You are definitely on the right track! 320GB is not huge for a database, particularly a DW.
1) Current db is poorly optimized, little documentation, sub-optimal
datatypes, sub-optimal indices.
My rookie thoughts: Aren't these problems irrelevant to splitting the
database? They are simply problems that need to be solved on their own
I think this is a case of the same word being used to describe two different things.
The first being a staging environment. As you mention, this is a near copy of the production environment architecture and can be used to test releases that are due to be moved into production or to allow users to view upcoming features before they are released.
The second ...
EAV is not a bad design, per se, it is simply a design that requires a fair amount of forethought and can be wrought with performance issues as the quantity of data rises. It may be that for your system, it would work well.
When I designed a system for storing query strings, I had no idea in advance what fields I would be interested in. I created a table ...
Great question, and I did a session about this at TechEd a few years ago called Building the Fastest SQL Servers:
In it, I explain that for data warehouses, you need storage that can provide data fast enough for SQL Server to consume it. Microsoft built a great series of white papers called ...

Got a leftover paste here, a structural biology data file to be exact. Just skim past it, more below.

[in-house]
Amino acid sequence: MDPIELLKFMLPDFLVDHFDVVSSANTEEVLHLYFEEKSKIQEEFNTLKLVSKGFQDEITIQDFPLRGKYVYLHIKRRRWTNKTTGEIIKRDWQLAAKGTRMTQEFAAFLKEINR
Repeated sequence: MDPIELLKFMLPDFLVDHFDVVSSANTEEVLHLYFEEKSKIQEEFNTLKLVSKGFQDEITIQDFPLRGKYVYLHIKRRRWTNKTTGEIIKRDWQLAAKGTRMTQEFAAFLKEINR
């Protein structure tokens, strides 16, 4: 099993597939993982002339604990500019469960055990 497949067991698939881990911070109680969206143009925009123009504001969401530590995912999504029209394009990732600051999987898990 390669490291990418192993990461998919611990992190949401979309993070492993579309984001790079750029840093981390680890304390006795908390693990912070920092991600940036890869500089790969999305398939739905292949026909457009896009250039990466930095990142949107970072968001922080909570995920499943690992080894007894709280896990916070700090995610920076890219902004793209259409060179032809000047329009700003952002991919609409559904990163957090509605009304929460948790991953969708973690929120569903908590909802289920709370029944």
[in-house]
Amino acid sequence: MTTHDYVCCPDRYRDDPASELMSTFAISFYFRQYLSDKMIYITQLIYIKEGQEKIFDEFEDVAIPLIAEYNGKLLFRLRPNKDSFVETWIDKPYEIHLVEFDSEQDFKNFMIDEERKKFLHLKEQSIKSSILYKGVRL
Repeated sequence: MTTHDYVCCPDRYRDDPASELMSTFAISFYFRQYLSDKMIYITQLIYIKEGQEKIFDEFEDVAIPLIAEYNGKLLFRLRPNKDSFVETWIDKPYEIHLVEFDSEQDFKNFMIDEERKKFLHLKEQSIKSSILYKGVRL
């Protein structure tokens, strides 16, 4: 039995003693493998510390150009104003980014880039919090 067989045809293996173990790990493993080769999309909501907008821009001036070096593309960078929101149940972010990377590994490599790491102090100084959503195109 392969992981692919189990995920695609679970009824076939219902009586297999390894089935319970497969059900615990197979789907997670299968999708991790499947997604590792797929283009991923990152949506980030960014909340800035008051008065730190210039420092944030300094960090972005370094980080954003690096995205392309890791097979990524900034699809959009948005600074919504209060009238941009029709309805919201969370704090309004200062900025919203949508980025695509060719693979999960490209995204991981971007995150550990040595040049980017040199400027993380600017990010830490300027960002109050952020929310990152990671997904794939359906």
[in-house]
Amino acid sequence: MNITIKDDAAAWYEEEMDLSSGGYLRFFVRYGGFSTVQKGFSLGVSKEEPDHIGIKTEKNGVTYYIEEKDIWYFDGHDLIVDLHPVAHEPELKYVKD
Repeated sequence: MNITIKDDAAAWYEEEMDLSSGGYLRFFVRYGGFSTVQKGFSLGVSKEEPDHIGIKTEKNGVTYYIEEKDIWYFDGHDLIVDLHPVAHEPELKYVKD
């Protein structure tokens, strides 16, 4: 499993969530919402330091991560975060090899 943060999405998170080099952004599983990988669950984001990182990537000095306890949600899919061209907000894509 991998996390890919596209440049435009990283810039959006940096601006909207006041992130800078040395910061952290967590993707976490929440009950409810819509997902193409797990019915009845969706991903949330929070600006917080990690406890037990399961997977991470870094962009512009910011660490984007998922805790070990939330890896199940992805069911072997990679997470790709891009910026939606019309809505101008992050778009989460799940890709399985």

It's a lot like asking, "Can I build a house by myself?"
It depends a lot on what your definition of "house" is. Talk with your internal users to build a set of requirements first - that's going to need to happen regardless of who builds it.
When you're done building requirements, then you can start sketching out what you'll need to build in order to ...
Most data warehouses are in Simple recovery model, and most true HA solutions require Full recovery (AGs, Mirroring). The minimum for Log Shipping is Bulk Logged, but that's not really true HA since there's no automatic failover.
If that's the case for yours (because really, a data warehouse in Full recovery is banana-town-crazy), your best bet would be a ...
Some other options to consider when dealing with massive data volumes like this include:
Everything that @ConcernedOfTunbridgeWells posted
Greenplum from EMC
Parallel Data Warehouse from Microsoft
Don't plan on skimping on hardware costs anywhere. A system with these sorts of specs is going to cost you some big bucks.
No, you will need an Enterprise-equivalent (Evaluation/Developer) Edition to take the 70-463 course. It requires a broad range of Enterprise-only features, including column store indexes and partitioning, among many others.